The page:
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When I'm convincing non-believers that crypto is secure, I have a hard time with hash functions and the associated block ciphers.

It is easy to show why RSA is hard to crack: I multiply two small primes and ask people to factorize the product. They find it difficult compared to the multiplication step.

It is easy to show how Vernam cipher is secure: I tell them an Alice and Bob story with a flipping coin as an RNG.

But when it comes to the hashing, I am not even sure I know the underlying mathematical problem. It would be great to have a small intuitive example of that problem for illustration.

If it is indeed the boolean satisfiablity problem then I can at least mention that it is the hardest in the NP class, and if we solve it then P=NP, because many have heard about that.

I can use the argument that greed is innate to human nature and if there is at least one person who knows how to reverse hashes, they will incessantly mine crypto out of thin air and the exchange rate will eventually drop. But it is somewhat shaky I think.

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    $\begingroup$ "It is easy to show why RSA is hard to crack: I multiply two small primes and ask people to factorize the product. They find it difficult compared to the multiplication step." That's lie-to-children territory. The hardness of factoring is not known to imply security of RSA. $\endgroup$
    – Maeher
    Nov 10, 2022 at 9:20
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    $\begingroup$ We can make a relatively convincing lie-to-children about how secure hashes are possible. For even word width $n$, for any $k\in[1,n/2)$, function$$\begin{align}f_k:\{0,1\}^n&→\{0,1\}^n\\u\mathbin\|v\;&↦(((u≪k)⊕(u≫(n-k)))+v)\mathbin\|u\end{align}$$(where $u$ and $v$ are $n/2$-bit bitstrings assimilated to integers modulo $2^{n/2}$) is a bijection. Now fix enough public haphazard $k_0,k_1…k_ℓ$. The function $f_{k_0}∘f_{k_1}∘…∘f_{k_ℓ}$ is an haphazard bijection $g$. Now form$$\begin{align}h:\{0,1\}^n&→\{0,1\}^n\\w\;&↦w⊕g(w)\end{align}$$and we have a "clearly" hard to invert haphazard function. $\endgroup$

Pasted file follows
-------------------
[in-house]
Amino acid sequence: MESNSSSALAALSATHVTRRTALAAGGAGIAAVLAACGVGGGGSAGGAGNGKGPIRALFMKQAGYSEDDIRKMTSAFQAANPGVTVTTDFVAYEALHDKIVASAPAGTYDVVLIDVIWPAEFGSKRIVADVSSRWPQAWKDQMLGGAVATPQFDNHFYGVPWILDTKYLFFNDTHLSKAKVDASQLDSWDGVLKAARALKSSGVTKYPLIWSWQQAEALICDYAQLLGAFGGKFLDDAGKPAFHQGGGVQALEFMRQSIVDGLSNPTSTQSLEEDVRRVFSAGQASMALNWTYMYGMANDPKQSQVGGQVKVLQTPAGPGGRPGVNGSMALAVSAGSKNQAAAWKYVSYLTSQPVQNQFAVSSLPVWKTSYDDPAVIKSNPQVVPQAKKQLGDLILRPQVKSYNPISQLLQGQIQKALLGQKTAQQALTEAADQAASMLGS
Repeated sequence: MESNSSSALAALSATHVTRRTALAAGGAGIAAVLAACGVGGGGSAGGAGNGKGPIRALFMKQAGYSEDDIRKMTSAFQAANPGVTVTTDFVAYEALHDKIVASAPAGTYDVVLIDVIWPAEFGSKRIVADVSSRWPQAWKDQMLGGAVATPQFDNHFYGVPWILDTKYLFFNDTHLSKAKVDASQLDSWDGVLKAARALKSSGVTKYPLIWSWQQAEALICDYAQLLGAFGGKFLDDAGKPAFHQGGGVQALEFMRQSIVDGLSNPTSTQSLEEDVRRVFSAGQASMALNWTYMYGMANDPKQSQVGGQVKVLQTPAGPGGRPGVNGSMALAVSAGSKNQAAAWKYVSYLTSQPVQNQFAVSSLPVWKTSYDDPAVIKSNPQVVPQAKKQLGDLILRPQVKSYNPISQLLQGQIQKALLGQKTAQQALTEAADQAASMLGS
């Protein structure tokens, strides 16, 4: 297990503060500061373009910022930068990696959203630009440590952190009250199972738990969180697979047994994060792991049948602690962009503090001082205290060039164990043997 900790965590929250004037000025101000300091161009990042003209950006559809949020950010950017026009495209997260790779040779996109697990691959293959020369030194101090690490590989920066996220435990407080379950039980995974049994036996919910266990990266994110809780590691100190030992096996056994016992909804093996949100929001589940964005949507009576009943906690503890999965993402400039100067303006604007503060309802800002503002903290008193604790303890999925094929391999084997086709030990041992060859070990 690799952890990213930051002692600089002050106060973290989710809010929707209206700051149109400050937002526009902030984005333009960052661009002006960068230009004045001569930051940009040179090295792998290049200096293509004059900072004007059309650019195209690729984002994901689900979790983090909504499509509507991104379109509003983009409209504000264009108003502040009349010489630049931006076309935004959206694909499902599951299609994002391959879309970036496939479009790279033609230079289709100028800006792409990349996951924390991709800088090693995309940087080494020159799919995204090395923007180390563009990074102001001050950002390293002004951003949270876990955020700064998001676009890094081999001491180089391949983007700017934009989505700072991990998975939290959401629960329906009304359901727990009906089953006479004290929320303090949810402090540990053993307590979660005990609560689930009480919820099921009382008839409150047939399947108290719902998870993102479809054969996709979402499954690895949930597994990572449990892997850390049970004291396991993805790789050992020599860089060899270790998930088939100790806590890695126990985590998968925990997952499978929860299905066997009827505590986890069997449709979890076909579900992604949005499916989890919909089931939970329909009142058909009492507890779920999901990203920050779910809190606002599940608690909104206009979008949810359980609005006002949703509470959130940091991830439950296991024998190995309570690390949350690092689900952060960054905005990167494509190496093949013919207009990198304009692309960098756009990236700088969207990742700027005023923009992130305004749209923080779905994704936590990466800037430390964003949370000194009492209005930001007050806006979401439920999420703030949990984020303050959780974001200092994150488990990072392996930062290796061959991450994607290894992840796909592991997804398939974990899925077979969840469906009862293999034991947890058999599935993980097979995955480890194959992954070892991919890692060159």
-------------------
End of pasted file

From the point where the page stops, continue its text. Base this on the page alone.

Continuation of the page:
– fgrieu
    Nov 10, 2022 at 10:48
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    $\begingroup$ SAT is a mathematical problem behind every algorithm in NP. Both the easy ones and the hard ones. $\endgroup$
    – user253751
    Feb 3, 2023 at 20:39

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Cryptographic problems should be hard in average. NP-Complete problems such that SAT are supposed to be hard in the worst case. But, for many practical distributions, SAT is not hard in average.

If it is indeed the boolean satisfiability problem then I can at least mention that it is the hardest in the NP class

This sentence is wrong, if we consider a specific distribution on inputs.

To conclude briefly the answer is no. But, if P=NP, then no efficient cryptographic constructions are possible at all (neither symmetric nor asymmetric).

Here efficient means with asymptotic exponential gap between the standard operations (encryption, decryption, signature, etc), and the cryptanalysis.

You can read about the Impagliazzo's Five Worlds, if you want more details about this comparison.

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    $\begingroup$ They are not known to be hard in the worst case. They are assumed to be hard in the worst case and mostly known to be easy in the average case. $\endgroup$
    – Maeher
    Nov 10, 2022 at 9:15
  • $\begingroup$ > But, if P=NP, then no cryptographic constructions are possible at all (neither symmetric nor asymmetric). I think that is oversimplified. Even if P=NP, fine-grained separations may be a thing (i.e. it might be possible to get constructions where the legitimate receiver has an advantage over the adversary that is merely polynomial (in some problem size parameter that we handwave in by embedding whatever construction we are looking at into a family of similar constructions that depend on a variable-size security parameter), but nonetheless sufficient for their security needs. $\endgroup$
    – Polytropos
    Nov 10, 2022 at 9:33
  • $\begingroup$ I see why the implications from P=NP hold for computational security but is this also true for perfect and quantum security? $\endgroup$
    – Titanlord
    Nov 10, 2022 at 9:39
  • $\begingroup$ @Polytropos If I write efficient cryptographic constructions, does it seemed to you more correct? $\endgroup$
    – Ievgeni
    Nov 10, 2022 at 10:09
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    $\begingroup$ The P vs NP question is only relevant in an asymptotic setting. Asymptotically AES is broken anyway. Concrete security is a completely different question. $\endgroup$
    – Maeher
    Nov 10, 2022 at 13:00

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